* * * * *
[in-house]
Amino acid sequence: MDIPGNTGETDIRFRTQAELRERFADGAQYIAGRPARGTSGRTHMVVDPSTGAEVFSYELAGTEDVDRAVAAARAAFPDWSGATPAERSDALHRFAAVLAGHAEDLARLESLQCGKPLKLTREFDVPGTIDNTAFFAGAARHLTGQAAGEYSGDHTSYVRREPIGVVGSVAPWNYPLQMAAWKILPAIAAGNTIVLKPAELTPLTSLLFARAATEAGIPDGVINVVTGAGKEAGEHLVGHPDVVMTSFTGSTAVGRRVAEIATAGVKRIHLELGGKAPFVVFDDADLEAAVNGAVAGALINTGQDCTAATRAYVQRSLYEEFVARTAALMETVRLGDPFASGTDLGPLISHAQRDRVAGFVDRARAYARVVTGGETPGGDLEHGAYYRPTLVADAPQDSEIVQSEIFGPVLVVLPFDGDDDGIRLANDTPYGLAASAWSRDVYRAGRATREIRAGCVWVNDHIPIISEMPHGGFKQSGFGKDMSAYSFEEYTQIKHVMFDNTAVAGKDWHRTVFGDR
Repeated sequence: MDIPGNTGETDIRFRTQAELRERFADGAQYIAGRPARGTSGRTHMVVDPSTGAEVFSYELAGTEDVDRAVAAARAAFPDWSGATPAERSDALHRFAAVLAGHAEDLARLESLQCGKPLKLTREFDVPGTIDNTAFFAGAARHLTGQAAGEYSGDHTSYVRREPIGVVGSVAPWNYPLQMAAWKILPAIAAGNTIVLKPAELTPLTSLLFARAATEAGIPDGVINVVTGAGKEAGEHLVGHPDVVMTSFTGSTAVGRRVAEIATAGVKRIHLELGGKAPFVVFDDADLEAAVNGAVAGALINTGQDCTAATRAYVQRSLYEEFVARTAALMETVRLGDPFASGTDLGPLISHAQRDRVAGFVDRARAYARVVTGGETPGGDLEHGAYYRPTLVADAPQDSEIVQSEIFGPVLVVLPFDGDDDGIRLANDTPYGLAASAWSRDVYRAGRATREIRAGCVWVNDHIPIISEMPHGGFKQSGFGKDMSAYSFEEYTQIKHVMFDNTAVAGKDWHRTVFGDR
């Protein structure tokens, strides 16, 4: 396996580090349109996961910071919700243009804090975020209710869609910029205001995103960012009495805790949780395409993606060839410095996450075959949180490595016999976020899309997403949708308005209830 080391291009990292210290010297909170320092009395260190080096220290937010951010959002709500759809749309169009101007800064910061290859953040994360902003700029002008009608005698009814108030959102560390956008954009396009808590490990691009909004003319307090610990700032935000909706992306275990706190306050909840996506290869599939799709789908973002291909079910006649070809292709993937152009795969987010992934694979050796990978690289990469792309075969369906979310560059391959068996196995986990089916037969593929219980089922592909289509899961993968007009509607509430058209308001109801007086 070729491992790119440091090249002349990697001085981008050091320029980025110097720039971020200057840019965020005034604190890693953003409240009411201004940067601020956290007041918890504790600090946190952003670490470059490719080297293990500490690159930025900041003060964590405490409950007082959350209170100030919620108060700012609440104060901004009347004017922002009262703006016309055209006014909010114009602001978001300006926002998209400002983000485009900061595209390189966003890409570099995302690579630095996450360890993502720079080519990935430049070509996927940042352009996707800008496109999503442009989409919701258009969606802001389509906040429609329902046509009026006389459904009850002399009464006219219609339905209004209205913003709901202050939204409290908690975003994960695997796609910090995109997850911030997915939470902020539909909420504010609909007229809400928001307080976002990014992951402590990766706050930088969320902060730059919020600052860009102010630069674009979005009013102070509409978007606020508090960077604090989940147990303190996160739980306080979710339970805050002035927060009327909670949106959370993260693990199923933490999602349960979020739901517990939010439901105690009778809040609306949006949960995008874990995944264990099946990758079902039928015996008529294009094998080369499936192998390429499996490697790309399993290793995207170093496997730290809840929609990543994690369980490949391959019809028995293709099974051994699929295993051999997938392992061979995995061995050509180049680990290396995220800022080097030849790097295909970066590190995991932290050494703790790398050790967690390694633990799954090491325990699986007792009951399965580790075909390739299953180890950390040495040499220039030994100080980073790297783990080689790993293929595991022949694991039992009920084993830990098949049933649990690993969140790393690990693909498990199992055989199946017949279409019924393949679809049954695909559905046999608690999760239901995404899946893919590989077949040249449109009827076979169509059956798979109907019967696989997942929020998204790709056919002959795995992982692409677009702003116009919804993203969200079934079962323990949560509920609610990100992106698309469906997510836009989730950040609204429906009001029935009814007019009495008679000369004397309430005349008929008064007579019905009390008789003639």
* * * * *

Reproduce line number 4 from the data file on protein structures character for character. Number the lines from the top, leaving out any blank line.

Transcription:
């Protein structure tokens, strides 16, 4: 396996580090349109996961910071919700243009804090975020209710869609910029205001995103960012009495805790949780395409993606060839410095996450075959949180490595016999976020899309997403949708308005209830 080391291009990292210290010297909170320092009395260190080096220290937010951010959002709500759809749309169009101007800064910061290859953040994360902003700029002008009608005698009814108030959102560390956008954009396009808590490990691009909004003319307090610990700032935000909706992306275990706190306050909840996506290869599939799709789908973002291909079910006649070809292709993937152009795969987010992934694979050796990978690289990469792309075969369906979310560059391959068996196995986990089916037969593929219980089922592909289509899961993968007009509607509430058209308001109801007086 070729491992790119440091090249002349990697001085981008050091320029980025110097720039971020200057840019965020005034604190890693953003409240009411201004940067601020956290007041918890504790600090946190952003670490470059490719080297293990500490690159930025900041003060964590405490409950007082959350209170100030919620108060700012609440104060901004009347004017922002009262703006016309055209006014909010114009602001978001300006926002998209400002983000485009900061595209390189966003890409570099995302690579630095996450360890993502720079080519990935430049070509996927940042352009996707800008496109999503442009989409919701258009969606802001389509906040429609329902046509009026006389459904009850002399009464006219219609339905209004209205913003709901202050939204409290908690975003994960695997796609910090995109997850911030997915939470902020539909909420504010609909007229809400928001307080976002990014992951402590990766706050930088969320902060730059919020600052860009102010630069674009979005009013102070509409978007606020508090960077604090989940147990303190996160739980306080979710339970805050002035927060009327909670949106959370993260693990199923933490999602349960979020739901517990939010439901105690009778809040609306949006949960995008874990995944264990099946990758079902039928015996008529294009094998080369499936192998390429499996490697790309399993290793995207170093496997730290809840929609990543994690369980490949391959019809028995293709099974051994699929295993051999997938392992061979995995061995050509180049680990290396995220800022080097030849790097295909970066590190995991932290050494703790790398050790967690390694633990799954090491325990699986007792009951399965580790075909390739299953180890950390040495040499220039030994100080980073790297783990080689790993293929595991022949694991039992009920084993830990098949049933649990690993969140790393690990693909498990199992055989199946017949279409019924393949679809049954695909559905046999608690999760239901995404899946893919590989077949040249449109009827076979169509059956798979109907019967696989997942929020998204790709056919002959795995992982692409677009702003116009919804993203969200079934079962323990949560509920609610990100992106698309469906997510836009989730950040609204429906009001029935009814007019009495008679000369004397309430005349008929008064007579019905009390008789003639």